The G46VW graphics is powered by an upper mid-range DirectX 11.1 compatible Nvidia GeForce GTX 660M introduced during the first quarter of 2012 and is among the fastest graphics card using the Kepler architecture built on the GK107 platform and using 28 nm manufacturing technology. It is however at the bottom rung of the GTX 600M series with the 680M in SLI mode at the top. Using an external GDDR5 video RAM, the GTX 660M is faster than the GT 650M using DDR 3 and is almost at par with the competing AMD Radeon HD 6950M. For those interested to know the relative graphics rendering muscle of the GTX 660M, Table 2 below shows its place with other GPUs currently used by most gaming laptops in its price range.
Table 2: Overall real world gaming performance
The GTX 660M uses a 128-bit memory bus and can only support a maximum of 2GB GDDR5 video RAM. The GPU core is clocked at its maximum setting of 835 MHz, while the VRAM clockspeed is set at 1250 MHz. This Kepler based GPU is more commonly used in larger 15.6-inch gaming laptops such as the Asus G55VW and the Lenovo IdeaPad Y580, making its implementation in the 14-inch screen G46 significantly more prominent. The GPU idles at 135 MHz at the core and 202.5 MHz for the memory and reaches a peak of 950 MHz for the core and 1250 MHz for the VRAM.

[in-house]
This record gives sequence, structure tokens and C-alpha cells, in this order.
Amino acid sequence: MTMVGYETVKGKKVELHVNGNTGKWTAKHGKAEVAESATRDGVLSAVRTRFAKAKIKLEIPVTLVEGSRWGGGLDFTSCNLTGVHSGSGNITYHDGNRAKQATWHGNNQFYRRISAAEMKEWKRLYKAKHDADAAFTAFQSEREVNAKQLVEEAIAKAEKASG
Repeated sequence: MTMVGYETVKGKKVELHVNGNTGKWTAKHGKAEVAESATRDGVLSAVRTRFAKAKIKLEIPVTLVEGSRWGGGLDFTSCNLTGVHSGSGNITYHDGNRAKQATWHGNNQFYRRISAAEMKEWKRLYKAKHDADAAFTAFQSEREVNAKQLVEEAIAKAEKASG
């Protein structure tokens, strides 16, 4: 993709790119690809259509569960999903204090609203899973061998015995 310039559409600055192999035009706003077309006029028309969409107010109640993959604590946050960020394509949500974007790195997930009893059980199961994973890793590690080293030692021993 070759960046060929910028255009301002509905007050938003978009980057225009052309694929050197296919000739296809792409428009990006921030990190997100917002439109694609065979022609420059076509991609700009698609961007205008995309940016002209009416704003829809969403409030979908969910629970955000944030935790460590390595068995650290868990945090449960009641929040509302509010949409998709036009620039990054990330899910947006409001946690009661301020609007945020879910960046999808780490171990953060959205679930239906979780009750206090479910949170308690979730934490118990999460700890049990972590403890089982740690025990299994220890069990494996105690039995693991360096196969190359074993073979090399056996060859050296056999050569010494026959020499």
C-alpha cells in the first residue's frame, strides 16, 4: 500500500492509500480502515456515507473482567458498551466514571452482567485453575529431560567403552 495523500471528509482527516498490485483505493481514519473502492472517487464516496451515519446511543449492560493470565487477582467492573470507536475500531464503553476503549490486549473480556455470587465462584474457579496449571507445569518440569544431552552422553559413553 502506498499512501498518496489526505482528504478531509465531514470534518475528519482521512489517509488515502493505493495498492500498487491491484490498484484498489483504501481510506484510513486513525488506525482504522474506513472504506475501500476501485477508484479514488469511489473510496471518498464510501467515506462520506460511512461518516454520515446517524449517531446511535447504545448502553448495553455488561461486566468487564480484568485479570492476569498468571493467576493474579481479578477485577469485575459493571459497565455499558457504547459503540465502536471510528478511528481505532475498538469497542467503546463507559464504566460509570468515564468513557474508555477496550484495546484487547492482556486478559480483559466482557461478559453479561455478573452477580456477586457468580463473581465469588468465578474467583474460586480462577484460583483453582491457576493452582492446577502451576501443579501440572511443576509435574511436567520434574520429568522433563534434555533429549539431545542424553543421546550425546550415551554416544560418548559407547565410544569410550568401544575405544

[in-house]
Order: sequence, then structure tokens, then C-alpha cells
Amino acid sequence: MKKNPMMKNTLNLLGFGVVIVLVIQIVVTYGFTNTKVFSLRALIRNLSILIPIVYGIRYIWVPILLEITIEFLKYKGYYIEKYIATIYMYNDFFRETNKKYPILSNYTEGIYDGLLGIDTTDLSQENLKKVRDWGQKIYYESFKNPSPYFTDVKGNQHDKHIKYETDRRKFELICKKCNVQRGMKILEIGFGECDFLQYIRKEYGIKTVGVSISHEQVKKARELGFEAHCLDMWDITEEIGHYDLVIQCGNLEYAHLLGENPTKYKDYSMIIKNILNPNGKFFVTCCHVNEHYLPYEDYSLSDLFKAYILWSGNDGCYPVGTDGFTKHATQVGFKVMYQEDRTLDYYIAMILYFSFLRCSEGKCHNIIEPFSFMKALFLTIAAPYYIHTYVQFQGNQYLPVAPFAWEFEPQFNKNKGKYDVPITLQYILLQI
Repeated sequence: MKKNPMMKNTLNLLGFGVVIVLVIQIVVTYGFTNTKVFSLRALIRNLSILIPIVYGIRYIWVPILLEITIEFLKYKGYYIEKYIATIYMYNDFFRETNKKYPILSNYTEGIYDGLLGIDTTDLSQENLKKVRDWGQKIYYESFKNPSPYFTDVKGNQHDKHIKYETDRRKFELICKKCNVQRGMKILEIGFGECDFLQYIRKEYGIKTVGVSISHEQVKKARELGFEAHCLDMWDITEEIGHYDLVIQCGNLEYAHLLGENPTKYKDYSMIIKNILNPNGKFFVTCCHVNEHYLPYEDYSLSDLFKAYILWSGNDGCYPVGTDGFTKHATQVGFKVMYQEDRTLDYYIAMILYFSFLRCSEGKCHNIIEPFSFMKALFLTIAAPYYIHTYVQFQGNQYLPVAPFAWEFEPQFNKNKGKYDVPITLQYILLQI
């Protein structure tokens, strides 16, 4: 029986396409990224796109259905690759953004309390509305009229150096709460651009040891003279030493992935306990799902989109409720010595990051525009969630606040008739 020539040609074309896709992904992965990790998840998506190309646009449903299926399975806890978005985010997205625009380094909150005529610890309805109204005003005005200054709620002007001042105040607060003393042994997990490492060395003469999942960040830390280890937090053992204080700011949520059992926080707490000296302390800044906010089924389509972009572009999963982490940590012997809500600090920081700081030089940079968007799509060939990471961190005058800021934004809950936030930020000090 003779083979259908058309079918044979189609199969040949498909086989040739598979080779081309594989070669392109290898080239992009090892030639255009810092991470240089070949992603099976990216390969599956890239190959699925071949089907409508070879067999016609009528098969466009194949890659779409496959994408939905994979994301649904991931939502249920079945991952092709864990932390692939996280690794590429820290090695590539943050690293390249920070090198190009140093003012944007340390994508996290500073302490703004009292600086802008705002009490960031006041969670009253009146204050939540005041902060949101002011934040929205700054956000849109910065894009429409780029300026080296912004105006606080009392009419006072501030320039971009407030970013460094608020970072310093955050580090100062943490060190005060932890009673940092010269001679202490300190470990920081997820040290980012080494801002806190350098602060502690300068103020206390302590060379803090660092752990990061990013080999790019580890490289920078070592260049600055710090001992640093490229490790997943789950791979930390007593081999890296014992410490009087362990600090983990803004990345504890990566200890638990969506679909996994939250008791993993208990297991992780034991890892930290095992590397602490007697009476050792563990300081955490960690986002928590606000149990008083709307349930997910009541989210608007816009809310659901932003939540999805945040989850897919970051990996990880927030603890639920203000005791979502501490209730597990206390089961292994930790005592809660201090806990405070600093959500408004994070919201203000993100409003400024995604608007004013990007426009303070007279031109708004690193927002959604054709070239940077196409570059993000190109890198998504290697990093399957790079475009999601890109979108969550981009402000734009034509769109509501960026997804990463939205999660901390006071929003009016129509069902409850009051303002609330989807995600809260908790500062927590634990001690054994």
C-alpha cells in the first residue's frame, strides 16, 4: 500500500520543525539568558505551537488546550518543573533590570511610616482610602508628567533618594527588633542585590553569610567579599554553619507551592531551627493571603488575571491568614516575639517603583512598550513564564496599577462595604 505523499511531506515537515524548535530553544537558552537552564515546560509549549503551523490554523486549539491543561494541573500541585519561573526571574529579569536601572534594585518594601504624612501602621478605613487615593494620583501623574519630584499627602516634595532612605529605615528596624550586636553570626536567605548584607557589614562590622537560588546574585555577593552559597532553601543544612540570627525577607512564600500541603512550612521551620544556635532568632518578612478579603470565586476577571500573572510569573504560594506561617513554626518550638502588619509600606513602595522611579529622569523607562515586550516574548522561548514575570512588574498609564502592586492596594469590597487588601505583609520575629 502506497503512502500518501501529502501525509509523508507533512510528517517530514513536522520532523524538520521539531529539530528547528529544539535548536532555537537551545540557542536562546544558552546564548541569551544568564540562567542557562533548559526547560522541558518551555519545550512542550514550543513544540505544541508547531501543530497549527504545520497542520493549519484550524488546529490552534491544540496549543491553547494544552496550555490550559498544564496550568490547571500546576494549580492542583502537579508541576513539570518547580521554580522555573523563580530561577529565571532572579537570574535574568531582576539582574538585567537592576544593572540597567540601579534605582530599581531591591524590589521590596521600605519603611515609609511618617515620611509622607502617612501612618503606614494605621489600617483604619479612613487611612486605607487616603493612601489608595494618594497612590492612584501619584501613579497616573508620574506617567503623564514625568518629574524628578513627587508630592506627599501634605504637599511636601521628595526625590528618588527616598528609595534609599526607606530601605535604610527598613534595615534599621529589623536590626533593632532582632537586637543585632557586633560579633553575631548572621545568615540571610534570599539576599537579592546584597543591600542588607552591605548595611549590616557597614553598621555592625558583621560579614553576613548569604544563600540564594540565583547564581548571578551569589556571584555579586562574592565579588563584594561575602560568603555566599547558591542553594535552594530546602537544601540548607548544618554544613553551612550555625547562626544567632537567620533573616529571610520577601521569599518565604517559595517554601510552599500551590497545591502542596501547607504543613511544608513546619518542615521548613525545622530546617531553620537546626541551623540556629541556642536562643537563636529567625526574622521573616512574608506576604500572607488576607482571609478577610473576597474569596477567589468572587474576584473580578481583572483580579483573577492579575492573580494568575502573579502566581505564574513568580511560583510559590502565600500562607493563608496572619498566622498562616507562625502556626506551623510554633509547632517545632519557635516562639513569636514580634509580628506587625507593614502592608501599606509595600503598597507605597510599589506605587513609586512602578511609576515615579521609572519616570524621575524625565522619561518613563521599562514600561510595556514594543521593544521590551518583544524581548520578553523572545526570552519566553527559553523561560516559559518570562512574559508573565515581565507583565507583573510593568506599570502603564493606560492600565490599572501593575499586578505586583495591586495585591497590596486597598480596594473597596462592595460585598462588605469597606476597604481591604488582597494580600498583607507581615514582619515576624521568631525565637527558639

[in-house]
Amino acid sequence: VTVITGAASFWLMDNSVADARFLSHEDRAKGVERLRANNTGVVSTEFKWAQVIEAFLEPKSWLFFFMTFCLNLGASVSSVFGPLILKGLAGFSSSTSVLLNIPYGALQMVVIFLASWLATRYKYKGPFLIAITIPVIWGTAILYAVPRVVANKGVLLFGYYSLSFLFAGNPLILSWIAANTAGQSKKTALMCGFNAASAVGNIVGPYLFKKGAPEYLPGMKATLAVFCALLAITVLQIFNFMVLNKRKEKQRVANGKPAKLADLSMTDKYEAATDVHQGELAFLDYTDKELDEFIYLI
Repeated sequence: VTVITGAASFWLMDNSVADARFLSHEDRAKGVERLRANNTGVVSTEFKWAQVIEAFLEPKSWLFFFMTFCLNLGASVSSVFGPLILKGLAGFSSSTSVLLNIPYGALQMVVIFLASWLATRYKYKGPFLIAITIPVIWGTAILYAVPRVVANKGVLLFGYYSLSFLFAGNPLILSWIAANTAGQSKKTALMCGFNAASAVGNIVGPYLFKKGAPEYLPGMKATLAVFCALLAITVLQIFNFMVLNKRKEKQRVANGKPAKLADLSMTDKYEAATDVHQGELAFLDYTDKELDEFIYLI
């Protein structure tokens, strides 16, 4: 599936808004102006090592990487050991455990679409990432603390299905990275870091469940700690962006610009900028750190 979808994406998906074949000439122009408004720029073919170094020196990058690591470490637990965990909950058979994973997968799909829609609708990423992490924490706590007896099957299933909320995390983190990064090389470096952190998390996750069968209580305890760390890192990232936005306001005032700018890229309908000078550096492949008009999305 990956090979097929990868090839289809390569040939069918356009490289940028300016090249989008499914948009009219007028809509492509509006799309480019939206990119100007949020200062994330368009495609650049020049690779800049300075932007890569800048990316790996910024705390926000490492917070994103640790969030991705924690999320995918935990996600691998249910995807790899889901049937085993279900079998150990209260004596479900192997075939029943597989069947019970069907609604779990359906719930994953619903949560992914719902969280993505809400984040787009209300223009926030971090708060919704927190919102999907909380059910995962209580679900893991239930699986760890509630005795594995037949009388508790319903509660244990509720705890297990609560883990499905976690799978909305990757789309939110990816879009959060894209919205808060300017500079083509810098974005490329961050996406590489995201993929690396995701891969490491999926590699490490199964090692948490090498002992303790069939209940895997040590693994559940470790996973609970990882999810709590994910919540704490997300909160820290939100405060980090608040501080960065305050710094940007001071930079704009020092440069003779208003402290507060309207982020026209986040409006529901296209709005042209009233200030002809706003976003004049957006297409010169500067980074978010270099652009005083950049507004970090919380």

Table 3: Comparative graphics benchmark between the Asus D46VW and select laptops with similar GPUs
Take note in Table 3 that the Samsung 550P7C that registered 1.5% higher on the PCMark 7 for the CPU-intensive benchmark test results shown in Table 1 figured 3.1% slower than the Asus V46VW when it came to the graphics-intensive rendering tasks on PCMark 11. This simply shows the superior video graphics performance of the GTX 660M over the GT 650M. In addition, the next two notebooks registering a slightly higher score proved that a quad core has marginal performance boost over a dual core laptop using the same GTX 660M graphics engine. And just to show the overall gaming muscle of the Asus G46VW in the context of what is possible today, Table 2 shows the Alienware M18x as having more than thrice the gaming muscle when using quad core and the top of the line HD 7979M Crossfire-configured GPU.